Pentacon Six mount

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Pentacon six lens and lens adapter

The Pentacon Six mount (commonly abbreviated to P6, or Б in Cyrillic) is a breech-lock bayonet lens mount originally used by several medium format single-lens reflex cameras from East Germany.

The lens mount was originally designed by Carl Zeiss Jena and Kamera Werkstätten (KW) for the Praktisix camera. KW later merged with several other companies to become VEB Pentacon; the Praktisix was improved and renamed the Pentacon Six. This camera was manufactured for a much longer time (almost 40 years) and exported widely; hence the lens mount became associated most with the Pentacon Six name, rather than the original Praktisix.

Variants[edit]

Original[edit]

The P6 mount is a simple bayonet mount. It has three short tabs on the lens; they are identical and correct orientation is assured by the placement of a post in front of the "top" tab. A pin holds the diaphragm open for fully open metering and focusing; this pin is released before the shutter is opened. The flange focal distance of mount is 74.1 mm.

The lens is inserted into the front of the camera and is held in place by a rotating collar.

This variant is seen on the Praktisix, Pentacon Six, Kiev 6C and Kiev 60.

Exakta 66[edit]

The Exakta 66 added a TTL metered prism coupled to the shutter speed dial on the camera body and the aperture ring on the lens. It does this by projecting slightly over the front of the camera, allowing a rotating cam on the specially designed Schneider lenses to tell it what aperture setting was selected. And for lenses with a maximum aperture other than f/2.8, a separate pin projects from the lens to the prism to tell it the maximum aperture.[1]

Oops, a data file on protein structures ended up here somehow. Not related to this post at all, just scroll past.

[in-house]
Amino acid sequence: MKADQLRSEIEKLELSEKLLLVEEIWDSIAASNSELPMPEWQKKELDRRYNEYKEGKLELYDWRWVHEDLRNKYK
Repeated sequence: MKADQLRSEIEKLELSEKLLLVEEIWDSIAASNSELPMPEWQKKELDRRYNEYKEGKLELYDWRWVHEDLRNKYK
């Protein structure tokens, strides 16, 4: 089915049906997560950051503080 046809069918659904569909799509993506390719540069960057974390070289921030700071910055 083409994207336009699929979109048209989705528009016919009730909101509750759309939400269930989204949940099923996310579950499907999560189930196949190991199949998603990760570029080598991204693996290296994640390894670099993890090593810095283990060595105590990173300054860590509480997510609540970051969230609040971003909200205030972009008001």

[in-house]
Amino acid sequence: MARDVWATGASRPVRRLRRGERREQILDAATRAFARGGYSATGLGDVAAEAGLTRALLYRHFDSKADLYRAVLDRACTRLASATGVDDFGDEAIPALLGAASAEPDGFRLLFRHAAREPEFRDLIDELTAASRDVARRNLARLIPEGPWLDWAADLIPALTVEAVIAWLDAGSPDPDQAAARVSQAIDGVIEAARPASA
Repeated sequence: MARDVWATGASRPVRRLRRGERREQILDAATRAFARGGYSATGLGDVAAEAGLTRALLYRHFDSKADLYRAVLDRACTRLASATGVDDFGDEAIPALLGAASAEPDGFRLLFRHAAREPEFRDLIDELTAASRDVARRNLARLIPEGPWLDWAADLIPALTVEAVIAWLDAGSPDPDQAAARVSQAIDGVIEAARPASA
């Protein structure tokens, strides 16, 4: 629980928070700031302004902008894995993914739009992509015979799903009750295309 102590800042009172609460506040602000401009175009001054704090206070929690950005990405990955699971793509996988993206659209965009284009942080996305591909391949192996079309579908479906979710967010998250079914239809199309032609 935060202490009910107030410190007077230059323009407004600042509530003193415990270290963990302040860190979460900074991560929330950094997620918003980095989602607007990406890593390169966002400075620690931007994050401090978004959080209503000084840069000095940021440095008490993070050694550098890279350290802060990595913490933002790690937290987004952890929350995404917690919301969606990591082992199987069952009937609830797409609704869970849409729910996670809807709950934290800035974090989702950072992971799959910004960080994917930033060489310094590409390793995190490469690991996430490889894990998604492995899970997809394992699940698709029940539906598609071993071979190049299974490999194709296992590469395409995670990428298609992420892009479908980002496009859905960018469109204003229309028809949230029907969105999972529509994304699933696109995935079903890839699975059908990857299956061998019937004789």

Kiev 88 modifications[edit]

The Kiev 88 is essentially a clone of the first Hasselblad - the 1600F/1000F. Like the Hasselblad, it has a threaded lens mount and Kiev-Arsenal manufactured its lens range in both the Pentacon Six mount (for the Kiev 60) and the Kiev 88 screw mount. However, there was interest in using Pentacon Six mount lenses from Carl Zeiss Jena and others on this camera (nicknamed the Hasselbladski). Thus various third parties worked to machine a P6-compatible lens mount into the Kiev 88. A major issue is the fact that the Kiev 88 has a greater flange focal distance than the Pentacon Six, requiring the lens to be recessed into the front of the modified Kiev 88. This causes physical clearance issues with some lenses, particularly the Exakta 66 lenses with a cam and possibly a pin for coupling the lens to a TTL prism.[2]

A consequence of these early modifications is that the lens mount became twist-lock instead of breach-lock; the lens is inserted and turned.

Kiev 88СМ[edit]

The Kiev 88СМ is a later version of the Kiev 88 manufactured with a P6 mount from the factory. Like the earlier Kiev 88 modifications, the lens is recessed in the front of the camera body. However it returns to the breach-lock origins of the mount. It has an "internal collar" that is turned by a tab accessible from the front of the camera.[3]

Cameras[edit]

From KW/Pentacon:

  • Praktisix
  • Pentacon Six

From Exakta GmbH:

  • Exakta 66

From Kiev-Arsenal:

  • Kiev 60
  • Modified Kiev 88's
  • Kiev 88СМ
  • ARAX
  • Hartblei

Adaptors are also available. They allow the use of P6 lenses on Mamiya 645, Pentax 645 and Contax 645 medium format cameras, Canon EF, Canon FD, Nikon F, Minolta AF, Minolta MD, Contax/Yashica, Pentax K, M42, and Leica R 35 mm cameras, as well as Lumix and Olympus micro 4/3 (m4/3), 4/3 system. There are also tilt and shift adaptors for most of the 35 mm lens mounts, making use of the larger imaging circle to allow control over perspective or focus.

Lenses[edit]